GPUs also benefit from the CUDA programming libraries NVIDIA developed specifically for graphical computations. This combination of hardware and software designed specifically for this use case has led to extremely fast rendering options. Many of these GPU rendering engines also use NVIDIA’s AI denoising to clean renders without spending significantly longer casting more rays to make a cleaner image traditionally, making renders even faster. Some may not like the result of this AI denoising, but there is a balance that can be obtained.
Precision and Accuracy
When the utmost precision is required, CPUs are unparalleled. They excel in tasks demanding intricate calculations and numerical simulations, such as scientific and engineering rendering. Think of applications in fluid dynamics simulations, structural analysis, or molecular modeling. This is because CPUs better support double-precision floating point calculations, or FP64. Modern GPUs are getting better in this regard, and some dedicated compute cards can outpace CPUs. Overall, CPU rendering still holds the lead here, but GPU rendering catching up.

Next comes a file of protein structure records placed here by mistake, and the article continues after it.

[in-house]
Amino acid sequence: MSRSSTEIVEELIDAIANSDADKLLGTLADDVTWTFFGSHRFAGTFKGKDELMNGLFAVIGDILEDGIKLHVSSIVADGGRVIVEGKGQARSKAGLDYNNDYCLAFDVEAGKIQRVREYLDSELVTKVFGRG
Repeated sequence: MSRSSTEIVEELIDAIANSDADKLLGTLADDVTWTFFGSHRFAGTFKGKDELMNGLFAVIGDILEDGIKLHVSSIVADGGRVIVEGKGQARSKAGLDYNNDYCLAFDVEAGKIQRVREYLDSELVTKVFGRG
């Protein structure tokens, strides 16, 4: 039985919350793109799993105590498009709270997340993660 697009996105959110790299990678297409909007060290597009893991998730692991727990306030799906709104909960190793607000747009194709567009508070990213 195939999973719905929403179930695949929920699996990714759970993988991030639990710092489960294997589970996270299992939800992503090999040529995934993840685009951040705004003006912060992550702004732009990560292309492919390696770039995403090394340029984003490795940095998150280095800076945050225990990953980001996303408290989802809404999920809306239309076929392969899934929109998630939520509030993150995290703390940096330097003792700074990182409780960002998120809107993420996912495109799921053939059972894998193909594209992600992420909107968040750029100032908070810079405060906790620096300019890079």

CPUs use the system’s RAM to store the application and scene date. This allows them to tackle massive datasets and expansive scenes without memory constraints. Many server-grade CPUs, such as AMD’s Threadripper Pro and Epyc or Intel’s Xeon, support up to 2048-4096GB of RAM. However, the GPU with the largest amount of VRAM still only has 48GB. As scene size and complexity increase, either with triangle count, texture sizes, physics simulations, etc, a GPU can quickly run out of memory, leading to much slower render speeds or, worse, crashing the system. Many GPU renderers, such as Octane, are putting a lot of work into this area to make larger scenes possible on smaller VRAM pools; however, CPU rendering is still better for massive scenes.